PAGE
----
PFEIFFER: Migration is obviously a humanitarian and political issue that is now a worldwide issue. Does this displacement of people in Sudan potentially put migration pressure on other parts - on parts of Europe, on the United States? Is that something we could see down the line?

ELDER: I think that has to be a plausible outcome. I mean, look. UNICEF is a humanitarian organization, so it's perilous to drift into the politics or crystal-balling this. But things are bad right now. We are so far away from a cease-fire. So if this continues, if you can't get sanity prevailing, and if you can't get major - the region cannot push for peace and not allow this to slip into something much, much worse, then you have a great risk of even increased migration across that region, which is already - you're seeing a lot of migration there in that part of Africa, going across to West Africa, going across into Europe. And when you meet these people, you are reminded so much that they want to live in their community. I don't think I spoke to a single young person - this is university age - who didn't want to keep doing their studies and do something in Sudan. But those opportunities are fading and dying, and they and many other people without those education qualifications will go wherever they possibly can.

PFEIFFER: In this part of Africa, there are numerous countries experiencing all types of instability, and instability can lead to power vacuums. That can create rises - that can create a rise in violent extremism, which also has ripple effects globally. Is there any particular role that you think the U.S. or other countries in the world should be playing here?

ELDER: Look. It's a great question. Across the entire region of East to West Africa, there is a population boom that is pretty much unprecedented in human history. And any economist will tell you if you get that right, there's this burgeoning youth population. And by getting it right, that means education and making sure that that education gives those young people the right skills, and there's a labor market to absorb them. And that is the kind of thing that the United States can be a part of, making sure that education programs are well funded, because if you get that right, then you have an economic boom. You have this huge base of a working population, almost like the envy of an age in Europe.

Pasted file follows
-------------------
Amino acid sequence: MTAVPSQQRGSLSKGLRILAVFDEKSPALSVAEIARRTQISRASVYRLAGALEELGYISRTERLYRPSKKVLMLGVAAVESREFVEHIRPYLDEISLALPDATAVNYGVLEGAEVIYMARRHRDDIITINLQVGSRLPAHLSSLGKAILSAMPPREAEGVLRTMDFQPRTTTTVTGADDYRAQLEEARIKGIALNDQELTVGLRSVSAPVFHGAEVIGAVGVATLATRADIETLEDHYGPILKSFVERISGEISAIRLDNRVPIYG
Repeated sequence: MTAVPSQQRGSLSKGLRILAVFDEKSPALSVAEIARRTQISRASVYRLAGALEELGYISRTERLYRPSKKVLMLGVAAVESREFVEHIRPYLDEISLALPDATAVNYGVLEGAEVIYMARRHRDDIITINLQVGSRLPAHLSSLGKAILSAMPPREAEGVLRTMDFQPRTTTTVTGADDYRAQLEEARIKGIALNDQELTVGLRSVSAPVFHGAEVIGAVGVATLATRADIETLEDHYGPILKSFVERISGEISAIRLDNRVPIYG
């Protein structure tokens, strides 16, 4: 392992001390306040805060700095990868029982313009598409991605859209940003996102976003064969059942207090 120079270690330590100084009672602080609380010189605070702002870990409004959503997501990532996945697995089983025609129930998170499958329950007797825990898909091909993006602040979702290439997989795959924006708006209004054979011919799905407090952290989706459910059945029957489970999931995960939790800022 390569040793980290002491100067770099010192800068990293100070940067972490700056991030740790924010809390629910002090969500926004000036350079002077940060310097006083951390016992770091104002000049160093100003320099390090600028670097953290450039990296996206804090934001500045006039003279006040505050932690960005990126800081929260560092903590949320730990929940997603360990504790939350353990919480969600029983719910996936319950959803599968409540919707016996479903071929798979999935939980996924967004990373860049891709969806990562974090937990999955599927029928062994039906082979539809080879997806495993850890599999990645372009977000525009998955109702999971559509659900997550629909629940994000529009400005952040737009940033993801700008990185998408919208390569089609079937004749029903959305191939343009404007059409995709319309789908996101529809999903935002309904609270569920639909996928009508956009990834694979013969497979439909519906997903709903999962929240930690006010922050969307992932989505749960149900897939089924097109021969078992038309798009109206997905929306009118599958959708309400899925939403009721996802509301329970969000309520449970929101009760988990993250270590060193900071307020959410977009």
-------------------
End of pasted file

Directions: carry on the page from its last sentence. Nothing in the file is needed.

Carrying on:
If you don't get it right - and there's a clock that ticks on this - if you don't get it right, you have a massive youth population. They're disaffected. You risk, you know, the idea - you have tensions, political disorder, all these things - security, instability. So it's either a demographic dividend or a demographic disaster. And that is very much in everyone's interest to make sure that this youth bulge is a dividend to the region, to the countries and the world, to be honest, Sacha.

PFEIFFER: That is James Elder of UNICEF, just back from a trip to the border of Sudan and Chad. Thank you for your time.

ELDER: Thanks, Sacha.

(SOUNDBITE OF MUSIC) Transcript provided by NPR, Copyright NPR.

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Michael Levitt
Michael Levitt is a news assistant for All Things Considered who is based in Atlanta, Georgia. He graduated from UCLA with a B.A. in Political Science. Before coming to NPR, Levitt worked in the solar energy industry and for the National Endowment for Democracy in Washington, D.C. He has also travelled extensively in the Middle East and speaks Arabic.
Tinbete Ermyas
[Copyright 2024 NPR]
Sacha Pfeiffer
Sacha Pfeiffer is a correspondent for NPR's Investigations team and an occasional guest host for some of NPR's national shows.